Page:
Many people of a certain age remember Mazda Motor Corp. (7261)’s catchy ads from the 1970s. “Piston engines go boing-boing,” they said. “Mazda goes hummmm.” The voiceover sang: “There’s nothing like it on the road today; the rotary engine is here to stay.”
The last Mazda using the rotary, which won fans with its ability to generate more power than traditional power plants of the same size, will roll off the assembly line this month at the company’s Hiroshima factory and headquarters.
The 45-year rise and fall of the engine tells a broader story of the past, present and -- Mazda is betting -- future of automaking. Shoji Meguro’s very mixed feelings give a window into the reasons.
“Fuel efficiency is horrible,” said Meguro, a 41-year-old music producer in Tokyo, who drives a Mazda RX-8 sports coupe. “But I don’t know any car that beats this. I’m going to miss it.”
The only unprofitable Japanese automaker said it believes demand for more environmentally friendly cars will continue to grow and help it post its first profit in five years.
“Production of the RX-8 will end, but the rotary engine will live on as an important part of Mazda’s spirit,” Takashi Yamanouchi, Mazda’s president, said in an e-mailed statement to Bloomberg.
Originally developed by engineer Felix Wankel in Germany after World War II -- it was also called the Wankel engine --the technology was licensed by Mazda in 1961 from Audi NSU Auto Union AG, which is now a unit of Volkswagen AG. (VOW)
Consisting of a three-cornered rotor in an oval chamber, the engine is typically lighter than piston power plants, with fewer moving parts. That enables additional power and acceleration without the bulk of traditional engines.
The rotary engine in the current model RX-8 reaches 8,200 revolutions per minute before hitting the maximum level at which it’s designed to operate without causing damage. That compares with 7,000 rpm for Toyota Motor Corp. (7203)’s 86 sports car, sold as the FR-S under the carmaker’s Scion brand in the U.S.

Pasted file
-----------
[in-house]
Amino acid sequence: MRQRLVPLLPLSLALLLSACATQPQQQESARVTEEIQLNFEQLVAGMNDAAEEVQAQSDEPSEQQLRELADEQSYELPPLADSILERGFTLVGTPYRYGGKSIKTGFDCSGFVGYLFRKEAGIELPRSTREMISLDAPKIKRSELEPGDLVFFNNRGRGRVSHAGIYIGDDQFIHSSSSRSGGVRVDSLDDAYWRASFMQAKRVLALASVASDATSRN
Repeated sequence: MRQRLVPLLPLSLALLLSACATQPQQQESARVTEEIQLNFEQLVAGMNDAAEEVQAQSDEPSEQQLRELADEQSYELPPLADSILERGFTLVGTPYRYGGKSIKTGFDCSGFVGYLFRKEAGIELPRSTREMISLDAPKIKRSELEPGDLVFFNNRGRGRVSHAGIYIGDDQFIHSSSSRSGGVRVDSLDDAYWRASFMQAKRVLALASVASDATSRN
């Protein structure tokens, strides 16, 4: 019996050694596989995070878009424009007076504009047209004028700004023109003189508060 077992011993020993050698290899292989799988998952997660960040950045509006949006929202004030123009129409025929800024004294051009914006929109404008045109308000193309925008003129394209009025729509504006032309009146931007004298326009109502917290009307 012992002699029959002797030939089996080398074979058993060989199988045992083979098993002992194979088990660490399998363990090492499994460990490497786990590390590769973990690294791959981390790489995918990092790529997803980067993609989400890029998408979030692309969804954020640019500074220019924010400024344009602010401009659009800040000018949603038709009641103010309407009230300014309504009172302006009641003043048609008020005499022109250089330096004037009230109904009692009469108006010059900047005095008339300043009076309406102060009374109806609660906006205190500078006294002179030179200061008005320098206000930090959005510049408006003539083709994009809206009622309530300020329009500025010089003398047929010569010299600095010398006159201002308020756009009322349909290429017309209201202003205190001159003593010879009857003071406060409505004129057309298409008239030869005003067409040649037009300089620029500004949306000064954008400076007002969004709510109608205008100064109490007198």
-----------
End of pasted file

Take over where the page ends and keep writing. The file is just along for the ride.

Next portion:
It’s that sort of performance than won over Kenichi Tsunoda, who joined a Mazda dealership in 1992 as a mechanic after graduating from school and bought an RX-7 two-door sports coupe with the rotary shortly after.
Tsunoda’s dream was to “touch and play with rotary engines every day,” he said at the Mazda showroom he now manages in Chiba, adjacent to Tokyo.
After the debut of the Cosmo Sport in 1967, Mazda made almost 2 million vehicles with variations on the Wankel engine. The company’s rotary-powered 787B became the first Japanese-made car to win the Le Mans endurance race in 1991.
“The engine’s roar and its beautiful appearance were loved by those who saw the Mazda 787B win the Le Mans race,” said Yamanouchi, who joined the company in 1967, the same year the rotary entered production.
While the rotary was lighter than many piston power plants, they weren’t more efficient because they typically used oil injection to lubricate seals and a greater proportion of fuel went unburned. That led both to bad gas mileage and higher emissions than many other cars.
Annual production peaked at 239,871 in 1973, the year of the Arab oil embargo.
Tighter emission standards and higher gas prices combined to hasten its demise. While Mazda added the engine to both sedans and sports cars in the 1970s and introduced a turbo- charged version of the Cosmo RE in 1982, the rotary lost favor, and by 2003, only the RX-8 still had it.